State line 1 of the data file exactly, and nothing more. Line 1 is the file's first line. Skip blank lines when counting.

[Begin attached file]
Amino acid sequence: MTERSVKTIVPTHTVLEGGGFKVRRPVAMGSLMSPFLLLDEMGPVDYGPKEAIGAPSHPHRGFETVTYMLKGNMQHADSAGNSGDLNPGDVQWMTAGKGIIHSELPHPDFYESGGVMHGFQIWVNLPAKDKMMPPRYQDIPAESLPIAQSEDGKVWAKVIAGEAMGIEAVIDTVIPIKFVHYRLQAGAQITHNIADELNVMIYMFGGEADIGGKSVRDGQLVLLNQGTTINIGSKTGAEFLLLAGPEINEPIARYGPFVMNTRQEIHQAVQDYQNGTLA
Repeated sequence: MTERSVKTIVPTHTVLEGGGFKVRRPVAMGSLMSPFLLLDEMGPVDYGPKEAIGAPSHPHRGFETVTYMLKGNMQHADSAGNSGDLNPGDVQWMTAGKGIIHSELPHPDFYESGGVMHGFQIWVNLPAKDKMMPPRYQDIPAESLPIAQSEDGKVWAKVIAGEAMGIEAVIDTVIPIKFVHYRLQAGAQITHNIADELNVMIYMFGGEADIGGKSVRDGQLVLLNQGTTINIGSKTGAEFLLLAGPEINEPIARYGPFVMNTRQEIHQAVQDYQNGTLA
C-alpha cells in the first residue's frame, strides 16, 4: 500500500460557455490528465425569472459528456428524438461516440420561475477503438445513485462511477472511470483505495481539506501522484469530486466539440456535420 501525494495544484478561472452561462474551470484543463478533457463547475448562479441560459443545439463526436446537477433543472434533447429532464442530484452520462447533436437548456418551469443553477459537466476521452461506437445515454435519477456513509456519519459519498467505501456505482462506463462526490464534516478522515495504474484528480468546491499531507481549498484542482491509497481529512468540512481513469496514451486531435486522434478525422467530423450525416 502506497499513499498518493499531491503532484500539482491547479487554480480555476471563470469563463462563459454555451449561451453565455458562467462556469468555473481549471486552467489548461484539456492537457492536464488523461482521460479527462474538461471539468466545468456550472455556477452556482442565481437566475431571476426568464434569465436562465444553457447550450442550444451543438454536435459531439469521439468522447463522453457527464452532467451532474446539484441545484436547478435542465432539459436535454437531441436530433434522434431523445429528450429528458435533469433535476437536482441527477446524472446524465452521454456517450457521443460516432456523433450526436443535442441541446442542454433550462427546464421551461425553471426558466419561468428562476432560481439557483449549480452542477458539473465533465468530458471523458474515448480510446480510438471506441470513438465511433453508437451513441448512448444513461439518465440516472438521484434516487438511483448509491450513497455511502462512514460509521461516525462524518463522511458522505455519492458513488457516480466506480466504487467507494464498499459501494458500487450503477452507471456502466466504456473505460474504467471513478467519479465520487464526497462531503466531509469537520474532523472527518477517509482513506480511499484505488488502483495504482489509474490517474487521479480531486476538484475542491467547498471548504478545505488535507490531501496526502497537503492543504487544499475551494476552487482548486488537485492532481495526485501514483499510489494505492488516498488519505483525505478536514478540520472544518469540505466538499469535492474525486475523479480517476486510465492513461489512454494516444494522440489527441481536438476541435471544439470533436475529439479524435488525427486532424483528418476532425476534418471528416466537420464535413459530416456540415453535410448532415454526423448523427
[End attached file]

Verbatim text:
Amino acid sequence: MTERSVKTIVPTHTVLEGGGFKVRRPVAMGSLMSPFLLLDEMGPVDYGPKEAIGAPSHPHRGFETVTYMLKGNMQHADSAGNSGDLNPGDVQWMTAGKGIIHSELPHPDFYESGGVMHGFQIWVNLPAKDKMMPPRYQDIPAESLPIAQSEDGKVWAKVIAGEAMGIEAVIDTVIPIKFVHYRLQAGAQITHNIADELNVMIYMFGGEADIGGKSVRDGQLVLLNQGTTINIGSKTGAEFLLLAGPEINEPIARYGPFVMNTRQEIHQAVQDYQNGTLA